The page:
How often you fertilize affects not only your lawn’s appearance, but also its maintenance level. The more you fertilize, the more you’ll need to mow, for example.
In most cases, you’ll see the best results if you fertilize your lawn about every 6-8 weeks during the active growth period. That usually means 1-2 light applications in the spring (April and May) and 1-2 in the summer (June and July — not in the dead heat of mid-to-late summer, though) and 1-2 heavier applications in the fall (October and November), depending on whether or not you choose to fertilize in each season and whether or not you use a slow-release or fast-release formula.
If you’re not up for the extra mowing that comes with healthy, well-fertilized lawns, you could consider just one application in the spring and one in the fall. Just keep in mind that without the extra nutrients, stressful weather situations (drought or harsh winter) can take a more significant toll on your lawn.
Fall, in particular, is a very important time to feed cool-season grasses in Ontario, keeping them growing longer into the cool weather and providing the reserves needed for quick “green-up” in the spring.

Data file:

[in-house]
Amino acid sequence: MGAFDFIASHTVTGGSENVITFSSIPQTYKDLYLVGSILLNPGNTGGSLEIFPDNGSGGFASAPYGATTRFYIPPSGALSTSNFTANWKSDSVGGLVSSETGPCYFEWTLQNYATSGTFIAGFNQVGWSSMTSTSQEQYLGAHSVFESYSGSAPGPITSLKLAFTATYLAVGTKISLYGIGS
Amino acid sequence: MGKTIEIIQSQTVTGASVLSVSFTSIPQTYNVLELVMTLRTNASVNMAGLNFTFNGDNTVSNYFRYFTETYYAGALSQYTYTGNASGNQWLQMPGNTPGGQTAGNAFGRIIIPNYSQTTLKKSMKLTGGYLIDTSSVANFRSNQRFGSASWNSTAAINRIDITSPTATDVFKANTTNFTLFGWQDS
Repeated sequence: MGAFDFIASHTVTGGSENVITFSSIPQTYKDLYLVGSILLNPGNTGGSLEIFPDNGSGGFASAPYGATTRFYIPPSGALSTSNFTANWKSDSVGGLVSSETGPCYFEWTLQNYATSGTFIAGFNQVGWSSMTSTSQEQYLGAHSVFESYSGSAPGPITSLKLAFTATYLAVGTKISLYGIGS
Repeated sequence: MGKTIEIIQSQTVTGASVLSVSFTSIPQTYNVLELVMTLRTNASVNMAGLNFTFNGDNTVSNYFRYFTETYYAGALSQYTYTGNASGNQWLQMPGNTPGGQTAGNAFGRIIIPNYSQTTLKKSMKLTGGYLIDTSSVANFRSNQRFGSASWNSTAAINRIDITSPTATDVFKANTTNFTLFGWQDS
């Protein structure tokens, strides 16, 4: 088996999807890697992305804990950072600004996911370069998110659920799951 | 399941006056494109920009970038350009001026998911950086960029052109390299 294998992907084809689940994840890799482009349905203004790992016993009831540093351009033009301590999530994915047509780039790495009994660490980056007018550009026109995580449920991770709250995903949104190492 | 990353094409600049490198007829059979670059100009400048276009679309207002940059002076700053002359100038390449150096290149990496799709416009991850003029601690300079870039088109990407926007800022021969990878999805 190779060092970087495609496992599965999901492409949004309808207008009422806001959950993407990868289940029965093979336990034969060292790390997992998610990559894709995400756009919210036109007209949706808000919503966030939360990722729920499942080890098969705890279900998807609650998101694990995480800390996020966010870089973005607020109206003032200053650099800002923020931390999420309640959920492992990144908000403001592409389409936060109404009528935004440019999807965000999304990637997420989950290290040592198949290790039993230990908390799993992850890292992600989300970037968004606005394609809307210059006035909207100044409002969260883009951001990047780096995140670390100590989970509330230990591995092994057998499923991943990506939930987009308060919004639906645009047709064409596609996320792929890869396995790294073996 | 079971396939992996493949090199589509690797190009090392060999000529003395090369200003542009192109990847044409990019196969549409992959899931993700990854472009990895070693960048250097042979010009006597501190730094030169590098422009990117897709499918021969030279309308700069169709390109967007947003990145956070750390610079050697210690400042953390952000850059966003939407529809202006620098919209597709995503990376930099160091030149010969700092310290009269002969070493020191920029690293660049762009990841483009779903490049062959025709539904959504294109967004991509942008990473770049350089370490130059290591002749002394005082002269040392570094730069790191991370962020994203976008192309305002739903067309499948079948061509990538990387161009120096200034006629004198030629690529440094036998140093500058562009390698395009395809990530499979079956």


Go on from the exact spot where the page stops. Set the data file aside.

TIP: When fertilizing your lawn, remember that too little is better than too much. If you apply too much fertilizer, not only can it leach through the soil and make its way into our precious groundwater and waterways, but it can also weaken the lawn.
What to do after fertilizing
Water is vitally important because it washes the fertilizer off the tips of the grass blades down into the soil. It’s best to fertilize immediately before a rainfall or make sure you water the lawn thoroughly afterward. Be careful not to apply fertilizer before a heavy storm though, or you could wind up having the fertilizer wash away into storm drains and streams. Just in case it doesn’t go without saying, also avoid applying fertilizer during a drought when the lawn has browned or withered from lack of moisture.
Water aside, it’s also a good idea to keep kids and pets off the lawn for the amount of time recommended on the label (or by your landscaper), which is usually 24-48 hours.
For our organic-loving friends out there
If chemical-based fertilizers just aren’t your thing, you still have options. Fertilizers made of all-natural materials can indeed feed your lawn just fine, but they tend to be less saturated with the key macronutrients (nitrogen, phosphorous, potassium) than industrially refined fertilizers. These organic mixtures also tend to come at a premium price point.
An alternative to organic fertilizer, which comes standard in our regular mowing packages, is to use a mulching lawn mower to chop up grass into fine particles that then break down on the lawn (also known as grasscylcing). Over the course of a season, this provides much-needed nitrogen supplies, but you might not get just as much of the benefits of the fully balanced mixes.
Like we said earlier, this is a massive topic. If you’re interested in fertilizing your lawn and would like to learn more about a tailored formula specific to your lawn’s needs, please contact us and we’d be happy to help.